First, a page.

BY WILL GRAVES
The Associated Press
Two plays. Two balls on the ground. Two very different results. One all-too familiar story for the Pittsburgh Steelers.
Pittsburgh’s 40-23 loss to the Chicago Bears on Sunday night looked an awful lot like the two defeats that came before it. The offense couldn’t hold onto the football. The defense couldn’t take it away. Rinse. Repeat.
Still, while the Steelers remain winless after dropping to 0-3 for the first time since 2000, they believe they’re not hopeless.
“It’s a situation we’re not familiar with,” defensive end Brett Keisel said.
“If we have the type of character we think we do, we can overcome this and find a way to fight back.”
The Steelers insist all it will take is a bounce here and a little more discipline there to turn things around. It hasn’t happened yet, though linebacker LaMarr Woodley knows at some point the odds have to flip in their favor. Pittsburgh is one of two teams in the NFL yet to record a takeaway and its minus-nine turnover differential tied with the inept (and also winless) New York Giants for the worst mark in the league.
“We’ve just somehow got to go out and produce them,” Woodley said.
The line between success and failure is thin, as evidenced by a pair of bounces for the ball while the game was still in doubt.
The Steelers had just scored with 6:27 to play in the first half to draw within 24-10 on a gorgeous catch in the end zone by Antonio Brown. The defense stuffed the Bears on first down of the ensuing possession. On second down, quarterback Jay Cutler found wide receiver Alshon Jeffery underneath for a short gain. Pittsburgh cornerback William Gay knocked the ball out at the Chicago 33. The fumble, however, bounced right back into Jeffery’s arms before Woodley could pounce on it.
“Willie Gay had a big hit on (Jeffery) and we just didn’t get it,” Woodley said.
Chicago eventually punted, but flipped the field. The Steelers took over at their own 13 instead of inside Bears’ territory. They moved to midfield before bogging down and headed to halftime down two touchdowns.
The deficit grew larger early in the third quarter.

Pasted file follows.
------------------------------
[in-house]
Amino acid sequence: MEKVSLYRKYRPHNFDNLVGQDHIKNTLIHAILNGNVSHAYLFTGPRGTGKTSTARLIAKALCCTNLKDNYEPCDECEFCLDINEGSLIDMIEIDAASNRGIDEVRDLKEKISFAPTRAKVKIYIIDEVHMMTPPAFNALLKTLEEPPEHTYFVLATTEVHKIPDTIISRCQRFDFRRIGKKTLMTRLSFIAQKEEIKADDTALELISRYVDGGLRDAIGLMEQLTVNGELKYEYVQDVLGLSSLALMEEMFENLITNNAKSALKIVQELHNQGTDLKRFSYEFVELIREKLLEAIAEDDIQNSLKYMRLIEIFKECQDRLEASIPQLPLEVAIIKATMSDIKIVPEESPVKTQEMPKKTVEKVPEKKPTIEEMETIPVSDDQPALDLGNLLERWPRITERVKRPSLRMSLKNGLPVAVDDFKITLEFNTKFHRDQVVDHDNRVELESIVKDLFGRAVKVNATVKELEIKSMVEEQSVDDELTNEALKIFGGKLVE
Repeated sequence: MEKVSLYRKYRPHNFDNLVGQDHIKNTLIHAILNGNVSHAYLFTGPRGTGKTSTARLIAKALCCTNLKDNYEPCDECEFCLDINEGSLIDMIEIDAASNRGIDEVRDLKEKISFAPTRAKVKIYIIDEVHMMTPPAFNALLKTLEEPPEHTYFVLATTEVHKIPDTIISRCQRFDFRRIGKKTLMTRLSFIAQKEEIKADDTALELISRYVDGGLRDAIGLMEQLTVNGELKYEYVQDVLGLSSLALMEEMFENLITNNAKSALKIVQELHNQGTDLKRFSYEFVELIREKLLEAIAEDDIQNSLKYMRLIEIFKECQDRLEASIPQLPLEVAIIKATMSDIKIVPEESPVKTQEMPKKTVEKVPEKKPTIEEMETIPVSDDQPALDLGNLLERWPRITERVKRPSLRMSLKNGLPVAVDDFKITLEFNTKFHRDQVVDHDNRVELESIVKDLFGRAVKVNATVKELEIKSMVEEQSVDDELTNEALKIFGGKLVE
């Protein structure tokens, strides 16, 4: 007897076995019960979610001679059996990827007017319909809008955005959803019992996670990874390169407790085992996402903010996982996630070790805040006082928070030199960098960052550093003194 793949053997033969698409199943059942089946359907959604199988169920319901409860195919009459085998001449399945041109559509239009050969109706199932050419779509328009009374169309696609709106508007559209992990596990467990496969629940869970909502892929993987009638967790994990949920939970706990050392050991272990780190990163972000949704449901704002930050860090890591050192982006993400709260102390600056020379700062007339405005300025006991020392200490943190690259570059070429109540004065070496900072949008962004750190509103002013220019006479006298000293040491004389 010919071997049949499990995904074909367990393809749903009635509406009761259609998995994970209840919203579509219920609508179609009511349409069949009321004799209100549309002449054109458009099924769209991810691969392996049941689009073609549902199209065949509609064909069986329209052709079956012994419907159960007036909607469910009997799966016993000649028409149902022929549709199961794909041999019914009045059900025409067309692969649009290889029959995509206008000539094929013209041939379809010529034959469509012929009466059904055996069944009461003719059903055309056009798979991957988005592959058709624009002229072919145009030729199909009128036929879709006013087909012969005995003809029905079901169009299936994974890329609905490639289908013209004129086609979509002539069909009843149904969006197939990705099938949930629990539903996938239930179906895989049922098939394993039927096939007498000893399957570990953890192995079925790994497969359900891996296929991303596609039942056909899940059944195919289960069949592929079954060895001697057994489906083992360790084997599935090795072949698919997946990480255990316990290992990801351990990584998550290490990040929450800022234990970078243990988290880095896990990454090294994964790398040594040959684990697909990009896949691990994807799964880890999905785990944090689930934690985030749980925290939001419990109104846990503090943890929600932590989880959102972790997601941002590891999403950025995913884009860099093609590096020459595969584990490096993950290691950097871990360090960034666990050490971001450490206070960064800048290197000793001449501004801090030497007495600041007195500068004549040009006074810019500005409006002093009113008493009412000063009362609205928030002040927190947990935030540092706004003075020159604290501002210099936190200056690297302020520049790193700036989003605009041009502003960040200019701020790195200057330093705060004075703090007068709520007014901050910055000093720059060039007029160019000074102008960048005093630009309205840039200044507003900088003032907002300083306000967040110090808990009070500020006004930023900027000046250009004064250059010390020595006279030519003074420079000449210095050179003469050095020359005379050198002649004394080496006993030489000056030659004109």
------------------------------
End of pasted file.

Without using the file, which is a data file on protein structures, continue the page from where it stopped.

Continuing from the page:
Running back Felix Jones took a handoff from Roethlisberger on the second play after the break and was met by Chicago safety Major Wright. The hit jarred the ball loose and defensive tackle Henry Melton cradled it to give the Bears the ball at the Pittsburgh 29. Six plays later, a Robbie Gould field goal made it 27-10 and despite a spirited rally, the Steelers never got the ball with a chance to go in front.
“It’s frustrating,” Jones said. “We did a lot of things that hurt ourselves.”
And the self-inflicted wounds have blunted any hope for momentum heading into what could be a trying stretch. Pittsburgh travels to London this week to face Minnesota (0-3), then gets a week off before heading to New York to play the surprising Jets. The Steelers won’t play at home until hosting rival Baltimore on Oct. 20. There’s a chance the competitive portion of the season could already be over if they can’t fix things.
“I don’t know if we can dig out of it but we’re going to have to give it everything we’ve got to get out,” Roethlisberger said. “It’s a deep hole and it’s getting deeper. I’m not going to quit.”
Roethlisberger took responsibility for the loss after throwing a pair of interceptions and fumbling twice, though the defense understands it needs to find a way to force the other team into mistakes. Even while finishing as the league’s No. 1 defense in 2012, the Steelers only created 20 turnovers, four of them coming in a meaningless season finale against Cleveland.
Safety Ryan Clark allowed Pittsburgh needs to “make something happen here quickly” but doesn’t think the team needs to take unnecessary chances to do it.
“We can do things to help our offense and we just didn’t,” Clark said.
Clark was in position to make a splash play in the third quarter when Cutler tried to flip a pass to tight end Martellus Bennett in the flat. The ball sailed over Bennett’s head. Clark was so focused on tackling Bennett he didn’t see the ball until it was past him.
Could he have gotten it? Maybe. Yet Clark has built his career on making the right play, not the risky one. He’s not going to start questioning his instincts. Neither are his teammates.
“We’ve got to find ways to get the ball,” Keisel said. “That’s what great defenses do. It’s been one of those things for awhile now we haven’t been able to get turnovers.
“Hopefully it will change.”